Struggling to Study? How a Good Night’s Sleep Might be the Answer
Self-directed study can often be a challenge; from the motivation to get started to the frustration that comes when you find that nothing seems to be sinking in. Whether you are studying for an online course or are studying for final year University exams, there could be some simply ways in which you can lessen the struggle of studying just by adjusting your lifestyle.
During stressful exam periods, it can often seem like everything is getting on top of us. In a recent study conducted by the National Union of Students, over 71% of students worry about finances and how they are going to afford to eat day to day. This common worry alongside passing exams, making friends, considering what you want to do for the future and any other personal issues can often make studying even more difficult than it already is.
What Lifestyle Changes Can I Make to Help My Studies?
When it comes to studying, the first thing to ensure is that you have a dedicated study schedule. Plan when you are going to study and try to make it early in the morning, so you have the rest of the day and won’t feel stressed about having too little time. Don’t forget to also plan for breaks and spread out the time which you study so you don’t end up cramming the day before an exam!
Eat Well & Exercise
Anyone who has been on a junk food binge or has gone all out for Christmas will know that some foods can weigh you down and make you feel lethargic. Eating healthy not only means that you will have more energy to study, but also means that you will be getting the nutrients and minerals your brain needs to function at its best. Regular exercise has also been shown by Harvard Medical School to improve thinking and memory skills.
Talk to People
Sometimes the best way to learn what you need to is by talking about it with other people. Whether it’s a study group or just a question and answer session with a friend, discussing the material not only helps you become more engaged with it but also highlights any points you might not understand fully or might struggle to remember.
What is the Effect of Sleep on Studying and Learning?
According to Psychology Today, who investigated the relationship between study and sleep, found that if you sleep directly after studying then you are more likely to remember the information you’ve learnt. They also found that spreading out your study time improves the accuracy and speed of recall; therefore, making your studying more effective. Over the past decade we have learnt more and more about the effects of sleep on the brain, and how valuable it is for our brain to rest in order to function to the fullest. It has been proven that sleep helps to consolidate memories, as does exercise, but in fact you don’t experience the memory benefits of exercise unless you get a good night’s sleep as well.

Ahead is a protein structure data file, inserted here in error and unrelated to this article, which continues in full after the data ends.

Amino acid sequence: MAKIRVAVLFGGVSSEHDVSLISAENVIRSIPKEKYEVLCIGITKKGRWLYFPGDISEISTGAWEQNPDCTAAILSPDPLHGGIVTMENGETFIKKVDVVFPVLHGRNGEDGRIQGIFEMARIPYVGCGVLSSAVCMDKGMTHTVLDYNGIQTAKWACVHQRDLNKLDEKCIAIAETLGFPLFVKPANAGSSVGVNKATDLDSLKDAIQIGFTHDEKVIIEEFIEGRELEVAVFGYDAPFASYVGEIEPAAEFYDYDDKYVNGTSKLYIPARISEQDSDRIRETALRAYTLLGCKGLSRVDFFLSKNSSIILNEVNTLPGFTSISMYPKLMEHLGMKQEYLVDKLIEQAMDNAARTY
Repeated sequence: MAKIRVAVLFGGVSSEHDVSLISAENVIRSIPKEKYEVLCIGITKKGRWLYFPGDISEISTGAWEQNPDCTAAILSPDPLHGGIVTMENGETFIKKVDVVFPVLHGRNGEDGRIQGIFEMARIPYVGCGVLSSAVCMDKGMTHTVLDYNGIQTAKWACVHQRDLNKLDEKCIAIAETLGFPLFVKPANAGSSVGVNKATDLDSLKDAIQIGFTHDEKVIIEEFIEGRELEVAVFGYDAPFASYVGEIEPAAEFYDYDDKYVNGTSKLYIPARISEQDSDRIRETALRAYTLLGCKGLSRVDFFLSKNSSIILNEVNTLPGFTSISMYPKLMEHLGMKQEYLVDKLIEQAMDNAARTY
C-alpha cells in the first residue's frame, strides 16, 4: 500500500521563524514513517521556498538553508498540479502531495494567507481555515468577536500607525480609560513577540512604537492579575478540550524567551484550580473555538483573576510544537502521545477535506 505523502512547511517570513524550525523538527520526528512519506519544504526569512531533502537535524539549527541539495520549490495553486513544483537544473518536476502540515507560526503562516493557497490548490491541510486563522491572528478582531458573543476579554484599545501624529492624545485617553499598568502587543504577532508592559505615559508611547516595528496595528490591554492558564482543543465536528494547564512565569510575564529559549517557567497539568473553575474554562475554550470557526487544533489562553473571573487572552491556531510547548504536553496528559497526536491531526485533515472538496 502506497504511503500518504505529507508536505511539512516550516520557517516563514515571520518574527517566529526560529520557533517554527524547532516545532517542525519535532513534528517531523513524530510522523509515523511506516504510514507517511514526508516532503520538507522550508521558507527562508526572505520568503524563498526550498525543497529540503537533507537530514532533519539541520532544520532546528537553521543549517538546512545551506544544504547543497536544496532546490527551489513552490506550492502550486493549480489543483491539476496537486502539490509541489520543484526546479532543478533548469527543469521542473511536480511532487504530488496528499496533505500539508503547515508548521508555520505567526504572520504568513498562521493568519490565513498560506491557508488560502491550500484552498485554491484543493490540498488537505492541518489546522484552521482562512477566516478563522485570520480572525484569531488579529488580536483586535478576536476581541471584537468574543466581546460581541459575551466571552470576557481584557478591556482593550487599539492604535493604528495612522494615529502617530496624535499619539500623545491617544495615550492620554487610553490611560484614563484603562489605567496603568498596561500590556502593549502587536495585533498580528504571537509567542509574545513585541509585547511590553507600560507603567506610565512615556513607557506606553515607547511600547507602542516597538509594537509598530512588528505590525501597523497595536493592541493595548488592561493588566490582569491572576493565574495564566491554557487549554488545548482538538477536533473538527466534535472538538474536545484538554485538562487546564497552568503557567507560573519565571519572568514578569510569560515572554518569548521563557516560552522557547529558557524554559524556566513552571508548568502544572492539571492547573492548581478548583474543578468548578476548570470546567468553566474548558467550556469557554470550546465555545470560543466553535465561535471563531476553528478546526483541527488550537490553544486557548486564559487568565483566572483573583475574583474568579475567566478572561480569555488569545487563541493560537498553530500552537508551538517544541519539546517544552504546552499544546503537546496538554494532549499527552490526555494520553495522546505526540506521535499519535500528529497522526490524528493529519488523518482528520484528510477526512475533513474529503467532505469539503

There have also been countless studies done on the effects of sleep deprivation, and as predicted, these have a hugely negative effect on many areas of our lives. The different levels of sleep as outlined by the Harvard Business Review, assist us in different ways; from learning how to do something to remembering what we’ve learned. When deprived of any of the sleep levels by not getting enough sleep, the over-worked neurons in our brain are affected. This causes a lack of focus and concentration, a lack of ability to make sound decisions, mood swings and slower reaction times.
How Can I Get a Good Night’s Sleep?
It’s one thing to know that you need a good night’s sleep, but what about actually getting one? With worries and thoughts whirring around in our heads, it can be tricky to drift off once our head hits the pillow.
Make a to-do list
Often our pre-sleep worries are simply anxieties about what we need to do over the next few days. Jot down a “to do” list to free your mind from having to remember it all.
Get rid of electronics
It’s a well-known fact that going on your phone, watching the TV or playing on a computer before going to sleep affects our sleep quality. According to the Sleep Foundation, the screen light of technological devices reduces our Melatonin levels, which in turn affects our circadian (sleep/wake) rhythm. Even having technological devices in your room can affect your sleep cycle!
Have a good routine
By going to sleep and waking up at the same time every day (yes, even on weekends!) your body’s internal clock can sync up with your sleep/wake times and it will be easier to both get to sleep and wake up. Plus, you can be sure you get enough sleep every night as you aren’t pushing the bed times back and forward constantly.
Exercise during the day
Although we’ve already covered exercise, it does actually help with sleep as well. If you wear your body out with physical exercise it is more likely to need rest and you will not only get to sleep easier, but also experience a deeper sleep which is beneficial for things such as learning.
Find a relaxing ritual
Going to bed is all about winding down. When you are working or studying during the day that can be especially difficult, which is why finding bedtime rituals can help a lot. Take a long, hot bath, read a book, listen to some calming music or dim the lights an hour or two before bed.